The most prominent mention of humanitarian relief in yesterday's Times, though, was in a story titled "Decade of Plans to Topple Hussein Yield [sic] Mixed Results," on page B1, the front page of the "Nation at War" section. In the jump on page B12 is a subsection titled "Plans for Aid: A Flood of Relief Has Been Delayed," which reports: "In the weeks before the invasion, White House officials built a strategy that relied on an intelligence assessment that suggested that pacification would come quickly in southern Iraq. Just behind the 'liberation troops,' officials said, would come a flood of humanitarian relief. When the residents of Baghdad saw or heard of how American forces were bringing in aid, providing medical care and turning basic government functions over to an interim government, the thinking went, they would know that a new era had arrived. [new graf] "But that plan has suffered delays. Because the military bypassed the cities, and because the fedayeen Saddam -- the guerrilla units operating in cities and town [sic] across the country -- are still active, American forces have not secured the areas where the occupation was supposed to begin. As a result, the millions of meals and the aid that was supposed to win popular support remain locked in cargo containers. President Bush's declaration on Sunday that the aid would begin flowing within 36 hours now looks optimistic. [new graf] " 'The expectations were wrong,' said Judith Kipper, the director of the Middle East forum here [Washington, DC]. 'This image that the Iraqis would be dancing in the streets, presenting troops with cookies and flowers, was a bit misguided. We need to get a sense of reality about this.' [new graf] "A senior administration official said more than a month ago that one of the great mysteries of the early days of the war was whether 'we will be greeted with cheers, jeers or shouts.' At the end of the first week, the answer seems to be all three." [last graf included only for completeness' sake.]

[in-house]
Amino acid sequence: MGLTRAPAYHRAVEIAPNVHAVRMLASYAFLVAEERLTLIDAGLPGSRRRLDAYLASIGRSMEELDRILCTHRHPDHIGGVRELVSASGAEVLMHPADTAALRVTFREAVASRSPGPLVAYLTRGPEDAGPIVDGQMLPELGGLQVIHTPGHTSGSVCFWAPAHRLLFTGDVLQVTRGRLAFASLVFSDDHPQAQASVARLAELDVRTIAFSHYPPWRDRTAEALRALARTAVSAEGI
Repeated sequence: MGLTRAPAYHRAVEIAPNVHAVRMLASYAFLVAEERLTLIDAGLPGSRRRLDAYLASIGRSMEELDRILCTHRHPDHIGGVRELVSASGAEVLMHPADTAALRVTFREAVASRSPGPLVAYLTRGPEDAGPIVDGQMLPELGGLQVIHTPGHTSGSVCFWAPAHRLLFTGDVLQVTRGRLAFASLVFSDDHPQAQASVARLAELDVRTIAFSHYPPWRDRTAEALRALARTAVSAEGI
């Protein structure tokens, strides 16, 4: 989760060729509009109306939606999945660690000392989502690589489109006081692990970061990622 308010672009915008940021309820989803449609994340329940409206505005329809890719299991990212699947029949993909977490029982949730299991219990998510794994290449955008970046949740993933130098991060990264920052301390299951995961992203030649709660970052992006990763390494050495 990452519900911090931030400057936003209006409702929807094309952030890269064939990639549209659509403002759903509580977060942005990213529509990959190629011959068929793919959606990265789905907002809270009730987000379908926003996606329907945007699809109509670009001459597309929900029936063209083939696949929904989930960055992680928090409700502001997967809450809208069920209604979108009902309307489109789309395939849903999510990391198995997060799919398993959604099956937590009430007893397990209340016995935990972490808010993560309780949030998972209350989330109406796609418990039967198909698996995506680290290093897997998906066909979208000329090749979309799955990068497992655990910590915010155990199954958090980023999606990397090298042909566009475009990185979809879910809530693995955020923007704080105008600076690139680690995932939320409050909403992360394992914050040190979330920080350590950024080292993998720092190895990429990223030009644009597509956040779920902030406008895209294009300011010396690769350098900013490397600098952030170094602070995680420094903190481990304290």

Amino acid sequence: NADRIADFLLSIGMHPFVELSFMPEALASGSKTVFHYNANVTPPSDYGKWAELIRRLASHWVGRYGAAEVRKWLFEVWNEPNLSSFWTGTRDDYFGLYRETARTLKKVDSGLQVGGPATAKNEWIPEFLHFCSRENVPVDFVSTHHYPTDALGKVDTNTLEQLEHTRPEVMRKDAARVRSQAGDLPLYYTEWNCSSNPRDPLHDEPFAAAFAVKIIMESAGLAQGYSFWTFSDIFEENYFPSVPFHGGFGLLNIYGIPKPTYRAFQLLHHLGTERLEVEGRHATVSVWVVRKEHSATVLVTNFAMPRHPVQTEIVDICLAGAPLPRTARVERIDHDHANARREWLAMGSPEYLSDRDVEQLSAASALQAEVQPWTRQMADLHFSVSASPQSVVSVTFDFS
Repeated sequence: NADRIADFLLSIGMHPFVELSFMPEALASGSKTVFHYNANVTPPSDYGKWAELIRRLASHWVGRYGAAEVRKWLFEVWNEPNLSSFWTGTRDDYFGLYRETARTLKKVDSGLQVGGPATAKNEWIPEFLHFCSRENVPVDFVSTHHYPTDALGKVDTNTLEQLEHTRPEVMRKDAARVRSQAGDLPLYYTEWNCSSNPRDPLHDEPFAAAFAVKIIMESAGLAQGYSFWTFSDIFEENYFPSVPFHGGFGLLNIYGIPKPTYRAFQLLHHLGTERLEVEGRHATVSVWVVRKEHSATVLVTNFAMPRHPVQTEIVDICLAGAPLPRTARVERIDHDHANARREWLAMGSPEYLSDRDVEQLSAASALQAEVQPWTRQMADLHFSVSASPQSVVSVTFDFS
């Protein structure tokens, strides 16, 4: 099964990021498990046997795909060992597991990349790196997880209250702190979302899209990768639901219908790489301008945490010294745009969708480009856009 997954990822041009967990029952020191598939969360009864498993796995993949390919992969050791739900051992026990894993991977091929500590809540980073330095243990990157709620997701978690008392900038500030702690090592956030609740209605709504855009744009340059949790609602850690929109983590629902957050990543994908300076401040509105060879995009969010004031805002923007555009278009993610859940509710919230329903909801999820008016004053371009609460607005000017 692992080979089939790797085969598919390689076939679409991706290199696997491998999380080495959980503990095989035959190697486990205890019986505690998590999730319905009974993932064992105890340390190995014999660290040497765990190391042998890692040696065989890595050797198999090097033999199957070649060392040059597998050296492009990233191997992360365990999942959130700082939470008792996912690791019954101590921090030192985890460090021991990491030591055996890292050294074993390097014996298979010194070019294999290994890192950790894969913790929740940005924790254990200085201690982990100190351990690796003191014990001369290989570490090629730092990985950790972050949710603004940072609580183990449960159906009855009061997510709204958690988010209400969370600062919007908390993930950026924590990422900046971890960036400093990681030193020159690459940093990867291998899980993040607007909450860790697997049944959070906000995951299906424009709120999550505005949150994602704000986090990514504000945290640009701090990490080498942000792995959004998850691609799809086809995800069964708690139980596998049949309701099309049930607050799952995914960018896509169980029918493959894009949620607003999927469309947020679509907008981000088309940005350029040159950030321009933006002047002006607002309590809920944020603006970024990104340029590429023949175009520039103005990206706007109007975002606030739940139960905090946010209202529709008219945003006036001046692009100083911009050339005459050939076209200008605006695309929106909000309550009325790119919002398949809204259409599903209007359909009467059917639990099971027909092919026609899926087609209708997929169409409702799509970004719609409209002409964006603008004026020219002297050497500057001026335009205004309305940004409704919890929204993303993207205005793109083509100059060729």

Not to get carried away with "by the ways," by the way, but does anyone else find it unsettling to see the word pacification used in the story above? What, is this Vietnam?